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Escaping the Guilt Trap

There's a better way to get parents involved than guilting them into it.

by Tim Sullivan


There are really two approaches to getting more parents involved at school and engaged meaningfully with your parent group.

The first approach is the most common, and it's a recipe for frustration. For this approach, the key message sent out by the parent group, delivered to one degree or another, is that parents need to get involved because, well, it's just the right thing to do. Where are all you parents? What's wrong with you people? Don't you care about the kids?

I call that The Guilt Approach. Others might call it begging. And it only works for a small subset of parents and only for a short time.

Ironically, that type of approach probably worked on you. Most stalwart parent group leaders I know are just the types who do get involved because it's the right thing to do. You wouldn't consider not getting involved. You couldn't fathom not helping out at your children's school.

The danger is in expecting other parents to be motivated by the same things that motivated you; most parents are not. The Guilt Approach is like water torture: If we nag them enough, they have to help sometime, right? To a degree, yes. But many will help just enough to get you off their backs—or to alleviate the guilt. If you rely on the Guilt Approach, then you may get your five current core volunteers up to 10 or 12 if you're lucky, but you have very little chance of engaging dozens and dozens of key volunteers for the long-term.

That's why instead of the Guilt Approach, I advocate using a second method to build involvement: the Sales Approach. As an engaged leader trying to get more and more parents on your team, you have to sell the benefits of getting involved at school. While you would get involved just because you're supposed to, others need convincing about what's in it for them.

It's your job to convince parents that getting involved is a more attractive option than (choose one or all): volunteering for a different organization or coaching youth sports or getting an extra workout in at the gym or, heck, sitting on their duffs watching reality TV.

Just as the store owner has to sell customers to shop at her store, you have to sell parents on getting connected with your group. The best stores are clean and nicely decorated. The sales associates are helpful. Customers get a sincere thank-you as they leave. Those are stores I return to.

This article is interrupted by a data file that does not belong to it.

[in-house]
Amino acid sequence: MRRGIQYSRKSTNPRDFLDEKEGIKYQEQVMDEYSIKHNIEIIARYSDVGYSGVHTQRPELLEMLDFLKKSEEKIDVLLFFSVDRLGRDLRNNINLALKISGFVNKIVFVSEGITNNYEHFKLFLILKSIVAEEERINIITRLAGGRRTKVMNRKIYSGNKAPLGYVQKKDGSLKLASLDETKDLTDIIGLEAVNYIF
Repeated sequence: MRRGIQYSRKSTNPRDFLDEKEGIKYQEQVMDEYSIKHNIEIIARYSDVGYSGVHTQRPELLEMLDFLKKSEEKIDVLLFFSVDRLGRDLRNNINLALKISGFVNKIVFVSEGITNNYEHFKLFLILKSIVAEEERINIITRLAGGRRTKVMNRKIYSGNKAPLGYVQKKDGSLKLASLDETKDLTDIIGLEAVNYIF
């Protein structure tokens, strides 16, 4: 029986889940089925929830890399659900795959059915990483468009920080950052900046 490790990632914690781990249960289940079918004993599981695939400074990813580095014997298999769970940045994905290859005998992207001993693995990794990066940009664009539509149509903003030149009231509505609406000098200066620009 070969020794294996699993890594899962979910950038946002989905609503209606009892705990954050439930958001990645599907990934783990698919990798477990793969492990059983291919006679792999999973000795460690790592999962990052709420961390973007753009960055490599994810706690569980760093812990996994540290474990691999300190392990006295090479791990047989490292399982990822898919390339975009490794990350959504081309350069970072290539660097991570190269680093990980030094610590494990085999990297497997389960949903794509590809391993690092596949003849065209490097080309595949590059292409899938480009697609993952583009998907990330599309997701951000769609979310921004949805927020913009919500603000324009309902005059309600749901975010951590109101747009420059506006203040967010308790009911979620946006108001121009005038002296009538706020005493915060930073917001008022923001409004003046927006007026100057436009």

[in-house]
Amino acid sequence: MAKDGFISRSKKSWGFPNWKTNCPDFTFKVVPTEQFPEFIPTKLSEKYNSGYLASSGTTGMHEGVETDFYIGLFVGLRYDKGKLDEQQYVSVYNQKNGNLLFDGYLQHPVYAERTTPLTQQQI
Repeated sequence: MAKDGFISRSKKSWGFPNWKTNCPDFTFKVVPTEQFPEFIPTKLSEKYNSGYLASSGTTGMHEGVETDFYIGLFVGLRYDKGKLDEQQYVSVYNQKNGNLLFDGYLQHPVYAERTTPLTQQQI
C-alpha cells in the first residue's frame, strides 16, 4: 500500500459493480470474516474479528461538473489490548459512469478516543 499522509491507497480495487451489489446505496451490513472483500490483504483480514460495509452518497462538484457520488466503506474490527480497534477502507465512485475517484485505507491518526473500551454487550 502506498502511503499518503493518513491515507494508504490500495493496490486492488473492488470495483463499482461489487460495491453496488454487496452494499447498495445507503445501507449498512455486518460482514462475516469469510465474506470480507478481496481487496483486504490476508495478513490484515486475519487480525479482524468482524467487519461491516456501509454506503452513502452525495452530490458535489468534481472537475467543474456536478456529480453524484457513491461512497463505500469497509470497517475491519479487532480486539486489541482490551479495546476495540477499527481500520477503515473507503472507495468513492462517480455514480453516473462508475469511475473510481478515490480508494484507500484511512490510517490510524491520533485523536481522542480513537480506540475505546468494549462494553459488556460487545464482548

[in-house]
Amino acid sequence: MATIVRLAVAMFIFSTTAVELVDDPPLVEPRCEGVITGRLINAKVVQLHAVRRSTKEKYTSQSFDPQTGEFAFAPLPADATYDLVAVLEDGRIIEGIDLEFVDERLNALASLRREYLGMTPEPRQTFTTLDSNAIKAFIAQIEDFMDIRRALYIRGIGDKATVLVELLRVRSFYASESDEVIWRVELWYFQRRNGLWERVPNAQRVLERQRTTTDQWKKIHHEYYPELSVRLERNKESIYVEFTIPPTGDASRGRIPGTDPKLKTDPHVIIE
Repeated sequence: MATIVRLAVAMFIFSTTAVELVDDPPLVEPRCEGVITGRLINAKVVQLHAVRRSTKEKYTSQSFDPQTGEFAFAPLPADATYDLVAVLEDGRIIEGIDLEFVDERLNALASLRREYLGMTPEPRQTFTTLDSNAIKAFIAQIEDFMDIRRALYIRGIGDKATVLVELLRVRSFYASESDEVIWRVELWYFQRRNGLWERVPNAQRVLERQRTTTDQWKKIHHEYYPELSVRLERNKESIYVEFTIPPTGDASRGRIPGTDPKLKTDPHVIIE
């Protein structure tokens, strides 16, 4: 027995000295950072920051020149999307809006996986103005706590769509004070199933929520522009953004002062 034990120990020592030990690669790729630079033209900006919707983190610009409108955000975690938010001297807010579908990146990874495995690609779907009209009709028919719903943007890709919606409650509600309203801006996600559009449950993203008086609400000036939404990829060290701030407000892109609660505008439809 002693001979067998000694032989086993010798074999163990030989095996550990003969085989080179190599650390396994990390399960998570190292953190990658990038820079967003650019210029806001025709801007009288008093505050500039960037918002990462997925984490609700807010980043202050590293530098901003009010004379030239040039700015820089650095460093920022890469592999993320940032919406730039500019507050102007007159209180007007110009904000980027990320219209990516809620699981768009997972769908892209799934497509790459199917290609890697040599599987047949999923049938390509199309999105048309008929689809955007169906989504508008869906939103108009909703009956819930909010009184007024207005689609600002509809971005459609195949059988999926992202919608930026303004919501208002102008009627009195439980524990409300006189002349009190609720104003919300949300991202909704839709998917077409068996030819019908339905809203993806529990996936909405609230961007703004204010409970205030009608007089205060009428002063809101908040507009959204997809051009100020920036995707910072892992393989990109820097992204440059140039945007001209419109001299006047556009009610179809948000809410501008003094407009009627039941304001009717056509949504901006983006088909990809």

What's the equivalent for your group? Do folks who get connected with your group have fun? A lot of fun? Do new volunteers get help from more experienced volunteers? Do they get meaningful assignments where they feel like they're making a difference? Or are they cutting labels or the equivalent? These are the types of questions that are going to make or break your involvement efforts.

In the Sales Approach, not only do you have to say why getting involved is so good for parents, getting involved actually has to be good and fun and rewarding for them. And if involvement is rewarding and fun, you can spread the word about how great it is to be connected with your school. That's when the involvement gains really kick in.

You might be able to trick or guilt some parents into getting involved for some time. But if the involvement isn't rewarding and pleasant for those parents, most will subtly find a way to slide away from the group. On the other hand, if the involvement makes them feel great and rewarded, they will stay and become some of your best salespeople in bringing more parents on board. The Sales Approach beats the Guilt Approach every time.


# Concerned PTO parent 2013-01-28 13:47
How do you fix problems with the rest of the school or PTO not fully backing these ideas? I've tried for 2 years and haven't gotten any respect from my other board members or school staff. Any advice would be appreciated since I have considered not returning to the PTO and the more involved volunteering that I do now...
# Craig Bystrynski 2013-01-28 15:14
Often, change has to come in small steps. Inertia can be a powerful thing. You can see lots of ways things could be better, but your PTO's president might see any change as more work for unknown results.

I'd suggest targeting one or two small things you think should be changed. Work on those first, and build from there. Successful small changes can build into a bigger change. Trying to change all at once can bring out the naysayers and the "we've always done it this way" crowd, while proceeding one step at a time might achieve the result you want without the same level of resistance.

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